Although we expect discounts to subside somewhat, pricing should still be an issue longer term. To avoid heavy markdowns at the end of each season, we have seen some manufacturers working with retailers in an arrangement to open at a lower price point right out of the gate. Even though promotional activity will still be part of the sales cycle, this should help create more stable merchandise margins for both parties and improve the planning process. Additionally, we believe the days of brand ubiquity are over. In our opinion, brands will have to fight harder in order to keep their floor space, considering that department stores are quick to move to stock the labels that consumers prefer in order to compete with other department stores and specialty retailers. We also believe that stores will continue to emphasize private and exclusive labels, and expect apparel manufacturers to attempt to profit from this phenomenon. We have seen firms keen to partner with retailers recently, including Polo Ralph Lauren creating and launching the American Living brand solely for J.C. Penney. Jones Apparel has repositioned its l.e.i. brand to be an exclusive label at Wal-Mart.

That said, we believe that there will always be a place for branded apparel at department stores. We think the most successful companies will be ones with solid portfolios that have successfully kept them relevant amid a changing industry landscape and fickle consumer tastes.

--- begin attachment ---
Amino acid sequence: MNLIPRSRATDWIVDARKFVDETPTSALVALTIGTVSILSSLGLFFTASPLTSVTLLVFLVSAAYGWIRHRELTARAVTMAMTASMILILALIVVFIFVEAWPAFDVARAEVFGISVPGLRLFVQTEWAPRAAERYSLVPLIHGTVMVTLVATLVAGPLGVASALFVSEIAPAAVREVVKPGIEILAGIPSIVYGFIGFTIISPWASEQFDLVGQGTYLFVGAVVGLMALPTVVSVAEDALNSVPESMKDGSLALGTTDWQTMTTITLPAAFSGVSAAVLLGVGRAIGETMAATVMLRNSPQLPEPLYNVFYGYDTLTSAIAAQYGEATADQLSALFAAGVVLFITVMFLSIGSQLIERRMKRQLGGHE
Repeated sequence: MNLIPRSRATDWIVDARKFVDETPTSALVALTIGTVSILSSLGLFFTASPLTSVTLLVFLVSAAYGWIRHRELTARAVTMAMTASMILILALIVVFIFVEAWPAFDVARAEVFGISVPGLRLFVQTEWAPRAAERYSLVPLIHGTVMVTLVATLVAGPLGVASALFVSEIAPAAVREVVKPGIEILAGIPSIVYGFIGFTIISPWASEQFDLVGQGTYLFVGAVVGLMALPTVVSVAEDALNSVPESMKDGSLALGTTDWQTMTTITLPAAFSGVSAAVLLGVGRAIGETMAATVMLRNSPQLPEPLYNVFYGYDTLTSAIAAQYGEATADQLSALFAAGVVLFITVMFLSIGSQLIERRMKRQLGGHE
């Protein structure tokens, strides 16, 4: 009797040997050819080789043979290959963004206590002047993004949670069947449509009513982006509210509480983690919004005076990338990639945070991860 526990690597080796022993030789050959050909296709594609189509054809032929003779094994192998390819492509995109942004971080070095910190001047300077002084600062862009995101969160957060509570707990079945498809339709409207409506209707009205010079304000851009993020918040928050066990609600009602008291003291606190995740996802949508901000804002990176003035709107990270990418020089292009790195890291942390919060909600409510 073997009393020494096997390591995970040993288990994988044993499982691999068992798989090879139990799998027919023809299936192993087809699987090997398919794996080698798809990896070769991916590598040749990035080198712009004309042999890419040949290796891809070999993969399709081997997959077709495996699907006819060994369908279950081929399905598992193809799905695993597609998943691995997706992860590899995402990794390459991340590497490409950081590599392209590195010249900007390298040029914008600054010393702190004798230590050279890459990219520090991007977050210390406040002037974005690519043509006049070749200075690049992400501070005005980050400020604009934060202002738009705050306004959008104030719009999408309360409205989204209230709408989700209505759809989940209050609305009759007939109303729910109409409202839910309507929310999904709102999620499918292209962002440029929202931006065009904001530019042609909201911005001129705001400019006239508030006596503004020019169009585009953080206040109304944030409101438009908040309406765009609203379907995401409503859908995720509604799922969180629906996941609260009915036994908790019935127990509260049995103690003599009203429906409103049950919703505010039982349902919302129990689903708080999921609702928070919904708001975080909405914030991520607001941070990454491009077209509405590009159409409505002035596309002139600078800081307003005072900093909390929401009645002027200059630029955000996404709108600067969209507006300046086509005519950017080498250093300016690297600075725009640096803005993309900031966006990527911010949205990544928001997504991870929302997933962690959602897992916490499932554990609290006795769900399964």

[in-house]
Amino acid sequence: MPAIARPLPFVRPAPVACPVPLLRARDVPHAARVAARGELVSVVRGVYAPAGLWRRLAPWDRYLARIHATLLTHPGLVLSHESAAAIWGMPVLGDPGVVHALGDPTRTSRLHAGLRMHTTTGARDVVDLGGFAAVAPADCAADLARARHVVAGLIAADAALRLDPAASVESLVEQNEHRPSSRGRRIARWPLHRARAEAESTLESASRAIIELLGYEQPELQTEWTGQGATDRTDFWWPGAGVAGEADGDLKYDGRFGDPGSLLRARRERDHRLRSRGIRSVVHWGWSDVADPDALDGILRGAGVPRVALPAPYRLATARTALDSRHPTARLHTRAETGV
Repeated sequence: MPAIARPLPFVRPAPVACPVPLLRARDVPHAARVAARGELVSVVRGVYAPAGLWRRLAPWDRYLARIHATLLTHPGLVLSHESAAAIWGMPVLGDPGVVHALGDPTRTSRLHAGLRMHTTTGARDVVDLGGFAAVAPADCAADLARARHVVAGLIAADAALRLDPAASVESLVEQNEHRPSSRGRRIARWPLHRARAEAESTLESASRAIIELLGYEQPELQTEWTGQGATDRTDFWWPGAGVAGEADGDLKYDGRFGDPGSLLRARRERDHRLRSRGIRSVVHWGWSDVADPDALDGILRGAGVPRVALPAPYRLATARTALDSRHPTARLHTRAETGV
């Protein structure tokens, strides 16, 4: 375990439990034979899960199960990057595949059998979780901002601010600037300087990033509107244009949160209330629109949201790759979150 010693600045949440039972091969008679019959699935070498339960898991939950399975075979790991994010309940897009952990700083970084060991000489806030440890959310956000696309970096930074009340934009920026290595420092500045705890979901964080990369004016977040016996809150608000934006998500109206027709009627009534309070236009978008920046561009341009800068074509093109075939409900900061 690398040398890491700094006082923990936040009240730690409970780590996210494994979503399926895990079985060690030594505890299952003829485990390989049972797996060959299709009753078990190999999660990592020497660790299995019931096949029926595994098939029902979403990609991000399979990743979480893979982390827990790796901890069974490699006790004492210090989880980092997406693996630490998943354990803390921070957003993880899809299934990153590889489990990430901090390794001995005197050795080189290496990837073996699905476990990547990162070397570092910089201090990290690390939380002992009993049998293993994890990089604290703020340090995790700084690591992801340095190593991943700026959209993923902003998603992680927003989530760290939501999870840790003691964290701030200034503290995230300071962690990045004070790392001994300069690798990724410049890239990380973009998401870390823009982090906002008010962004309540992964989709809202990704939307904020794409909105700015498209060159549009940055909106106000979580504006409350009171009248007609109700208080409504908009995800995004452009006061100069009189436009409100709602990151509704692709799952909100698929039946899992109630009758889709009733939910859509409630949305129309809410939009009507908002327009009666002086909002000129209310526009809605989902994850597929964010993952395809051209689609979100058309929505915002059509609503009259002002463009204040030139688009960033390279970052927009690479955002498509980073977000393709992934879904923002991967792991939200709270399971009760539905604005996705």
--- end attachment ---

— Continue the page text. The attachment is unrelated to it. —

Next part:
Polo Ralph Lauren and VF (both discussed below) are a couple of our favorites. Meanwhile, we believe that firms such as Liz Claiborne and Jones Apparel have an uphill battle because we think that they have lost touch with their core customer and must reconnect with women during an environment where shoppers are reluctant to open their wallets.

Polo Ralph Lauren Fair Value Uncertainty Rating: High | Price/Fair Value Estimate Ratio: 0.98* | 3 Stars

We like Polo Ralph Lauren because of its long track record in keeping consumers’ interest and its success in maintaining a presence in virtually all price points without materially diluting the brand. We believe this expertise in brand management earns the company a narrow moat. Although Polo has not been immune to the pullback in consumer spending, it has been delivering more resilient figures than other firms in the industry. We think its lower-priced offerings, such as Chaps and American Living, should perform well in this environment.

VF Fair Value Uncertainty Rating: High | Price/Fair Value Estimate Ratio: 0.60* | 4 Stars